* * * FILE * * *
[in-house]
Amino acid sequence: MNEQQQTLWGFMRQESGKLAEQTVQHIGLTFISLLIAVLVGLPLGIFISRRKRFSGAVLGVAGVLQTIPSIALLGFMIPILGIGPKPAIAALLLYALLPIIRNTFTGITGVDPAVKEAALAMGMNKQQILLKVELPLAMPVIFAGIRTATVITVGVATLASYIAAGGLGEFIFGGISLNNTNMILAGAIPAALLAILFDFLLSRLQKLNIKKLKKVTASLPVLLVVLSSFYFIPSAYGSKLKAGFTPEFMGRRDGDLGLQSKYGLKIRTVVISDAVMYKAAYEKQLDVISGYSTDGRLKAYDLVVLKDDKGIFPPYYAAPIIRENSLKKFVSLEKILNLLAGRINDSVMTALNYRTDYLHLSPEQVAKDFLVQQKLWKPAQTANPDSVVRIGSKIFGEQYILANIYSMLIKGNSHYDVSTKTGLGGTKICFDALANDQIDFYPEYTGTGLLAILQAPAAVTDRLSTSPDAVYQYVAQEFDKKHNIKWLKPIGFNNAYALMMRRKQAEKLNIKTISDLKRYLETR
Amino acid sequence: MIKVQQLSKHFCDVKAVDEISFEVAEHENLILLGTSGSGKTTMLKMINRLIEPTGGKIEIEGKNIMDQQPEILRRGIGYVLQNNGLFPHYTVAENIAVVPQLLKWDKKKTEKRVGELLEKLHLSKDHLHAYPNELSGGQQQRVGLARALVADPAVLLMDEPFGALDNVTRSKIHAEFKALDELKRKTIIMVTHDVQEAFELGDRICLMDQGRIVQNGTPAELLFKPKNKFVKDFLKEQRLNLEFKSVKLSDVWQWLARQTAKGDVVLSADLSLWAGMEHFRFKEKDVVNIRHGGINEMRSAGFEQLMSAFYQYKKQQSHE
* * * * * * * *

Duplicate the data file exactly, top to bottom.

[in-house]
Amino acid sequence: MNEQQQTLWGFMRQESGKLAEQTVQHIGLTFISLLIAVLVGLPLGIFISRRKRFSGAVLGVAGVLQTIPSIALLGFMIPILGIGPKPAIAALLLYALLPIIRNTFTGITGVDPAVKEAALAMGMNKQQILLKVELPLAMPVIFAGIRTATVITVGVATLASYIAAGGLGEFIFGGISLNNTNMILAGAIPAALLAILFDFLLSRLQKLNIKKLKKVTASLPVLLVVLSSFYFIPSAYGSKLKAGFTPEFMGRRDGDLGLQSKYGLKIRTVVISDAVMYKAAYEKQLDVISGYSTDGRLKAYDLVVLKDDKGIFPPYYAAPIIRENSLKKFVSLEKILNLLAGRINDSVMTALNYRTDYLHLSPEQVAKDFLVQQKLWKPAQTANPDSVVRIGSKIFGEQYILANIYSMLIKGNSHYDVSTKTGLGGTKICFDALANDQIDFYPEYTGTGLLAILQAPAAVTDRLSTSPDAVYQYVAQEFDKKHNIKWLKPIGFNNAYALMMRRKQAEKLNIKTISDLKRYLETR
Amino acid sequence: MIKVQQLSKHFCDVKAVDEISFEVAEHENLILLGTSGSGKTTMLKMINRLIEPTGGKIEIEGKNIMDQQPEILRRGIGYVLQNNGLFPHYTVAENIAVVPQLLKWDKKKTEKRVGELLEKLHLSKDHLHAYPNELSGGQQQRVGLARALVADPAVLLMDEPFGALDNVTRSKIHAEFKALDELKRKTIIMVTHDVQEAFELGDRICLMDQGRIVQNGTPAELLFKPKNKFVKDFLKEQRLNLEFKSVKLSDVWQWLARQTAKGDVVLSADLSLWAGMEHFRFKEKDVVNIRHGGINEMRSAGFEQLMSAFYQYKKQQSHE